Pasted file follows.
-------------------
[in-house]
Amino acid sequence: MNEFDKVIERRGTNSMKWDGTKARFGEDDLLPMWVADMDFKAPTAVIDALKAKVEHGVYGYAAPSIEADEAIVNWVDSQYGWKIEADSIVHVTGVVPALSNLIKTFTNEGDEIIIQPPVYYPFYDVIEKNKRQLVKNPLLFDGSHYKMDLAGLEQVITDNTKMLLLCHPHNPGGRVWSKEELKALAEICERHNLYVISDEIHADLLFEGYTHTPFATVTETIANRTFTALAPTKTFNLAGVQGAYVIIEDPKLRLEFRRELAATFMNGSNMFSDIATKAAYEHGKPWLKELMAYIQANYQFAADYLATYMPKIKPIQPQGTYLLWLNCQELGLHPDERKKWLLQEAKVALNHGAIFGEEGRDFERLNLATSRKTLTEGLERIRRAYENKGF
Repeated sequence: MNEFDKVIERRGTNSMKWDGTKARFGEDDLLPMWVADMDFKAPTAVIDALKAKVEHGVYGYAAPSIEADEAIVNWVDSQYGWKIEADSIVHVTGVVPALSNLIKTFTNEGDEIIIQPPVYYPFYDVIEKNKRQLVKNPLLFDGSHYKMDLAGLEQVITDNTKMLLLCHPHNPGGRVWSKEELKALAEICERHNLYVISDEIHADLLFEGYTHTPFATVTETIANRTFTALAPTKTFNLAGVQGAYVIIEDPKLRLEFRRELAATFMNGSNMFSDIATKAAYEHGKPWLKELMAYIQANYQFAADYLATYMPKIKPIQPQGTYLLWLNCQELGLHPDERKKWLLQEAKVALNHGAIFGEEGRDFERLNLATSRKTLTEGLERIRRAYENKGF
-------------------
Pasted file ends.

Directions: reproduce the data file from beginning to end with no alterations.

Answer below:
[in-house]
Amino acid sequence: MNEFDKVIERRGTNSMKWDGTKARFGEDDLLPMWVADMDFKAPTAVIDALKAKVEHGVYGYAAPSIEADEAIVNWVDSQYGWKIEADSIVHVTGVVPALSNLIKTFTNEGDEIIIQPPVYYPFYDVIEKNKRQLVKNPLLFDGSHYKMDLAGLEQVITDNTKMLLLCHPHNPGGRVWSKEELKALAEICERHNLYVISDEIHADLLFEGYTHTPFATVTETIANRTFTALAPTKTFNLAGVQGAYVIIEDPKLRLEFRRELAATFMNGSNMFSDIATKAAYEHGKPWLKELMAYIQANYQFAADYLATYMPKIKPIQPQGTYLLWLNCQELGLHPDERKKWLLQEAKVALNHGAIFGEEGRDFERLNLATSRKTLTEGLERIRRAYENKGF
Repeated sequence: MNEFDKVIERRGTNSMKWDGTKARFGEDDLLPMWVADMDFKAPTAVIDALKAKVEHGVYGYAAPSIEADEAIVNWVDSQYGWKIEADSIVHVTGVVPALSNLIKTFTNEGDEIIIQPPVYYPFYDVIEKNKRQLVKNPLLFDGSHYKMDLAGLEQVITDNTKMLLLCHPHNPGGRVWSKEELKALAEICERHNLYVISDEIHADLLFEGYTHTPFATVTETIANRTFTALAPTKTFNLAGVQGAYVIIEDPKLRLEFRRELAATFMNGSNMFSDIATKAAYEHGKPWLKELMAYIQANYQFAADYLATYMPKIKPIQPQGTYLLWLNCQELGLHPDERKKWLLQEAKVALNHGAIFGEEGRDFERLNLATSRKTLTEGLERIRRAYENKGF